Use of tillage to control SDS has been extensively discussed. From the soil conservation consideration, tillage increases erosion and production cost. So it is not encouraged. If you have done tillage, it will not increase the risk for SDS risk, as it does for white mold.

Published literature over the last 20 years consistently showed a higher risk of SDS in no-till than in tilled fields. No data from peer-reviewed publications have suggested no-till can reduce SDS. SDS is more severe under no-till than other tillage practices because of cooler soil and higher soil moisture during spring in no-till fields. Tillage increases soil temperatures and reduces spring soil moisture, which reduces the risk of soybean sudden death syndrome.  Any practices that reduce soil compaction will certainly help reduce SDS.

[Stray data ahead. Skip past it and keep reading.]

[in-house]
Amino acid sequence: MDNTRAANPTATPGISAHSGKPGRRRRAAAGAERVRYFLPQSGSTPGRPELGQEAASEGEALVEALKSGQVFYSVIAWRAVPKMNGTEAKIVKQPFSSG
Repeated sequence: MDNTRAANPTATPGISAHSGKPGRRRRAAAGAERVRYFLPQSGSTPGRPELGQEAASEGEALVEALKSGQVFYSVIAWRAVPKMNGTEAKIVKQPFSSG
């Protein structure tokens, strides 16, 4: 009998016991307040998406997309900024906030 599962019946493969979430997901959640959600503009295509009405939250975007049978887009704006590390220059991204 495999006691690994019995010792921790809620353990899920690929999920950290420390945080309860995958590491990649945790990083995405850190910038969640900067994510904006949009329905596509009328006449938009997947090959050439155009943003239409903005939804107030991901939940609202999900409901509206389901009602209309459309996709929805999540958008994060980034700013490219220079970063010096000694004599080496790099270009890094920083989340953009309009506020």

For fields that have had both SDS and white mold in the past, use of tillage or no-till does not matter as tillage impacts the two diseases in opposite ways. If you know what disease had the higher occurrence in a particular field, you can make your decision accordingly. Because you would not be able to predict which disease is going to be prevalent next summer, the two diseases pose the same risk as they both can reduce yield significantly if an outbreak occurs.